Republican News · Thursday 18 May 2000

[An Phoblacht]

Policing Bill totally unacceptable

This week has been dominated by fears that the British government was again going to jeopardise the peace process by entertaining unionist demands. On the last occasion, Tony Blair handed David Trimble a guarantee on the decommissioning issue which led to the British government's unilateral suspension of the Good Friday Agreement institutions.

This week, the Policing Bill has moved centre stage. The IRA's initiative on arms pocketed, the Ulster Unionists have moved on to seek a dilution of the Patten proposals on policing.

The British published their policing legislation on Monday, and Sinn Féin spokesperson on policing Bairbre de Brún has described it as totally unacceptable.

In a statement outlining Sinn Féin's position, she said:

``The Good Friday Agreement established an independent commission to bring forward proposals for a new beginning to policing.

``Given the history of the RUC and nationalist rejection of it, an independent mechanism for a new and proper policing service was needed to provide assurances that the mistakes of the past would not be repeated.

``The Patten proposals did not in themselves go far enough for republicans, particularly in terms of plastic bullets, an unarmed police service, emergency legislation and the role of human rights abusers in any new service.

`` The British government could have dealt with these matters in the interim, but have chosen instead to dilute the Patten recommendations.

``Under the Bill published on Tuesday, the British Secrtary of State will become the sole arbiter of change in a number of crucial areas. For Peter Mandelson to take on to himself the power to take these decisions runs contrary to the Good Friday Agreement.

``It is totally unacceptable that the legislation does not implement a number of the key proposals contained in Patten Report. The most glaring of these include:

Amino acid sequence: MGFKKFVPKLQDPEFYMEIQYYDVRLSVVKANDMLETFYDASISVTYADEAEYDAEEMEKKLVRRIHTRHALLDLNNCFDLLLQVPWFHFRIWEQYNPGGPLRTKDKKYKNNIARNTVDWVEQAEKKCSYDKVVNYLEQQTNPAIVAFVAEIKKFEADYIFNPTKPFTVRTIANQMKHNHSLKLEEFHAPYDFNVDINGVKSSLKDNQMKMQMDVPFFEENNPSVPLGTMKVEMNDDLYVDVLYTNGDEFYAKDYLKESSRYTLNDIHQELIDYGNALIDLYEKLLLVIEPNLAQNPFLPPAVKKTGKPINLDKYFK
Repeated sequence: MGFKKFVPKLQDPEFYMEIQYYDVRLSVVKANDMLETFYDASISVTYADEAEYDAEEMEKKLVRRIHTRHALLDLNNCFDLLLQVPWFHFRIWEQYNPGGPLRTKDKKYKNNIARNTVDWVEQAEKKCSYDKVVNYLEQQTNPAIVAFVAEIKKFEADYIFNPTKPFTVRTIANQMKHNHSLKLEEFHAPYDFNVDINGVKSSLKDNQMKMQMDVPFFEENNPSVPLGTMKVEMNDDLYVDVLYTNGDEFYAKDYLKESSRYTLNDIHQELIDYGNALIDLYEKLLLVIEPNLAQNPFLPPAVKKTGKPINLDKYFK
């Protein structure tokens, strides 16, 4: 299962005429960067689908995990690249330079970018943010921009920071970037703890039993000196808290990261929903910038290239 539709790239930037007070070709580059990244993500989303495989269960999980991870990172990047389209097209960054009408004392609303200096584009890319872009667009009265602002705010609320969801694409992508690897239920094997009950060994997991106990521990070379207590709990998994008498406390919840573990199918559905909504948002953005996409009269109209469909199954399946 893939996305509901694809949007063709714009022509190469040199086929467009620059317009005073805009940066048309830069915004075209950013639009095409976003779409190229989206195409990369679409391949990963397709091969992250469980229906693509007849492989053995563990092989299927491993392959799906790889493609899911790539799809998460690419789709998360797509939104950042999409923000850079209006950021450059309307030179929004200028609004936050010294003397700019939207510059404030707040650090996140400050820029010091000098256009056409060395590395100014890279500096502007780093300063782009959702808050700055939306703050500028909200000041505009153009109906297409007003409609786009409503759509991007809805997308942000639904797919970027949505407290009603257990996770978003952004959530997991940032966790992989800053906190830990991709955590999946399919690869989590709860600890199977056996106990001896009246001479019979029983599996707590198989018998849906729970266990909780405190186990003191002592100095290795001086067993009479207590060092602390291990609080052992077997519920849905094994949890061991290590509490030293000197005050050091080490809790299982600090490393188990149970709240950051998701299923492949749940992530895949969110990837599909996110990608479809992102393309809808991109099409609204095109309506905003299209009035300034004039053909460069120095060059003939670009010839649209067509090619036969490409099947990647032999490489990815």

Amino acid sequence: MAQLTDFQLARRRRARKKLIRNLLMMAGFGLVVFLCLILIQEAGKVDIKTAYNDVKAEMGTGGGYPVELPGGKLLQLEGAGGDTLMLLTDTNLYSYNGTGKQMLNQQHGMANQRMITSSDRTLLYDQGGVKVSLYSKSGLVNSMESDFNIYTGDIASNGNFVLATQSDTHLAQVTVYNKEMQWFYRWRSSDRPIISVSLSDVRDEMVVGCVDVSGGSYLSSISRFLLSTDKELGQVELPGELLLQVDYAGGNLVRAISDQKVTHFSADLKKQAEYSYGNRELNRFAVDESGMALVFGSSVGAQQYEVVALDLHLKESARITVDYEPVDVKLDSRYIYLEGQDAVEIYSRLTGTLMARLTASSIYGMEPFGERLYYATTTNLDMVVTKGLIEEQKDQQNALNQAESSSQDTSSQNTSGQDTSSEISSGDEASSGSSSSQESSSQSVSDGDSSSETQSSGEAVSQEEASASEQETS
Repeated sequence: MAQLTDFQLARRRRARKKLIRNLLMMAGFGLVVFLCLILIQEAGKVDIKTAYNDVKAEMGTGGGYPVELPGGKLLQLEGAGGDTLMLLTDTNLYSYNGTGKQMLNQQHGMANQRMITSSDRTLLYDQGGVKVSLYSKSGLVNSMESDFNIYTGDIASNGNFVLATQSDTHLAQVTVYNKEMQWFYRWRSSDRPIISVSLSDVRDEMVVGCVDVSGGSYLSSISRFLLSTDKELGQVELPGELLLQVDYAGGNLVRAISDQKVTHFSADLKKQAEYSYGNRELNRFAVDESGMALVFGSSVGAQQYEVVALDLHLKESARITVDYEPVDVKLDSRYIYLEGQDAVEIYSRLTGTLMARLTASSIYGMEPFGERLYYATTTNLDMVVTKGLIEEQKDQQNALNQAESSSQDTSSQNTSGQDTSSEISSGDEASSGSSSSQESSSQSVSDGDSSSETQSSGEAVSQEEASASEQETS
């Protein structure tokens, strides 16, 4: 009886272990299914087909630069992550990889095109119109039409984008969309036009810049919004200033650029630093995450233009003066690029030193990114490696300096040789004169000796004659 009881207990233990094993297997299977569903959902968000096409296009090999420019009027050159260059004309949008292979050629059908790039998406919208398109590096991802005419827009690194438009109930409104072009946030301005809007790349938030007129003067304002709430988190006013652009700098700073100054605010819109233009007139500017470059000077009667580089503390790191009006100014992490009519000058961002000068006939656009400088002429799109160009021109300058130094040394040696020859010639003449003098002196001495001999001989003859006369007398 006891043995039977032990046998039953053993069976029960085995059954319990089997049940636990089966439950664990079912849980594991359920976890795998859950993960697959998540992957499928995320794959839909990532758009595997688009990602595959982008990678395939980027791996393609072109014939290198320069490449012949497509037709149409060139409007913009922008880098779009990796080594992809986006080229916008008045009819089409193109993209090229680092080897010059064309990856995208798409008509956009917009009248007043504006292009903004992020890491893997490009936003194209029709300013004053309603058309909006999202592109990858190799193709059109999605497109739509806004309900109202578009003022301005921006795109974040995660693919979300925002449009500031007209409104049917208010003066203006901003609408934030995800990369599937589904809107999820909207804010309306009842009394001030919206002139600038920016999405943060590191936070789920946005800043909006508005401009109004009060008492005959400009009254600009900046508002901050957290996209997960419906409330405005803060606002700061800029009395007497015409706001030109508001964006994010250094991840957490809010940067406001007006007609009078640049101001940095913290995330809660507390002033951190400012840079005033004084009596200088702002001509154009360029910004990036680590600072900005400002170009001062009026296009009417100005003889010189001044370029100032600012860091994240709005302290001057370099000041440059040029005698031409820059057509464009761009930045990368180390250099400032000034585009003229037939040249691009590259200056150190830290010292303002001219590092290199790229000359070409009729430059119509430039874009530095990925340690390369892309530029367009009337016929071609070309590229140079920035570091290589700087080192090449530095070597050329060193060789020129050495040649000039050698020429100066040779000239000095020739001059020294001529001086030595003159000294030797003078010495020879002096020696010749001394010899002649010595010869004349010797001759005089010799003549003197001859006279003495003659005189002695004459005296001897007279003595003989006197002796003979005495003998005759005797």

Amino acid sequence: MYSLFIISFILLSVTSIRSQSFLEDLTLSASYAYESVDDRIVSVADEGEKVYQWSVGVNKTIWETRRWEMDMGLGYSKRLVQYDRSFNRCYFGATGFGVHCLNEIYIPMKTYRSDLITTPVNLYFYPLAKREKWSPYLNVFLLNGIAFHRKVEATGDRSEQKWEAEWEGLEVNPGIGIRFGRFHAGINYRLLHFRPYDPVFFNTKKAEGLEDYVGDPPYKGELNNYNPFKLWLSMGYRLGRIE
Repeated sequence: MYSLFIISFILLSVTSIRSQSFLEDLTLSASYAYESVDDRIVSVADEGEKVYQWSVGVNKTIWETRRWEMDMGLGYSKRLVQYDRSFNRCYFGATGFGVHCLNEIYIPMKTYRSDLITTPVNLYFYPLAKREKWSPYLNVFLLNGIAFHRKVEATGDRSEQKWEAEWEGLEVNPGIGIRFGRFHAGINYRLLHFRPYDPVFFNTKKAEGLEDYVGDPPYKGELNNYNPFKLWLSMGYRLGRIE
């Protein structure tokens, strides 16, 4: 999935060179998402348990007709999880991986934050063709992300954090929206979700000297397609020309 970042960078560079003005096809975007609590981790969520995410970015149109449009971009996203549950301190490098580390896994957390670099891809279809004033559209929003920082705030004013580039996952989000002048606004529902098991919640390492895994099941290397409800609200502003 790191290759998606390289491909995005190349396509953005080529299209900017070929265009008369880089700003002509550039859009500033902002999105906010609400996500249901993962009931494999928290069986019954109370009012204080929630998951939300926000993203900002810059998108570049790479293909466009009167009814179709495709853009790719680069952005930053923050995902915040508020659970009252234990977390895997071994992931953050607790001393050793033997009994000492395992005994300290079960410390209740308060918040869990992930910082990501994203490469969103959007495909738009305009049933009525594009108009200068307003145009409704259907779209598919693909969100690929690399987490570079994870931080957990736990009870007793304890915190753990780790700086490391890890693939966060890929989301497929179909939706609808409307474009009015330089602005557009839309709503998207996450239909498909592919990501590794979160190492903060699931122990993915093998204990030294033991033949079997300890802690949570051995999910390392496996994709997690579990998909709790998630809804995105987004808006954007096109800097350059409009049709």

• The recommendations on the name, badge, flag and accountability all depart from Patten.

  • The Policing Board is seriously restricted in its powers.

  • The Ombudsman is seriously restricted in his/her powers.

  • The power of the District Policing Partnerships are restricted and there is no mention of four sub-groups for Belfast

  • The oath is only taken on appointment by new recruits.

  • The code of ethics is left solely in the hands of the police themselves.

  • There is no assurance that there will be an independent recruitment agency.

  • The Oversight Commissioner is not in the new legislation but an RUC foundation is.

  • There is no assurance that the Patten recommendations on plastic bullets, the Special Branch, community representation and new policing practices will be carried through.

  • The definition of policing with the community stands the aim of Patten on its head.

``The British government cannot be serious about wanting a policing service which can attract and sustain support from the nationalist and republican section of our community while they publish a Bill of this nature.

``The legislation does not fulfil the commitment given by the two government in their letter to the party leaders 12 days ago.

``Policing is a touchstone issue for nationalists and republicans. The Bill presented by the British government is totally unacceptable.''

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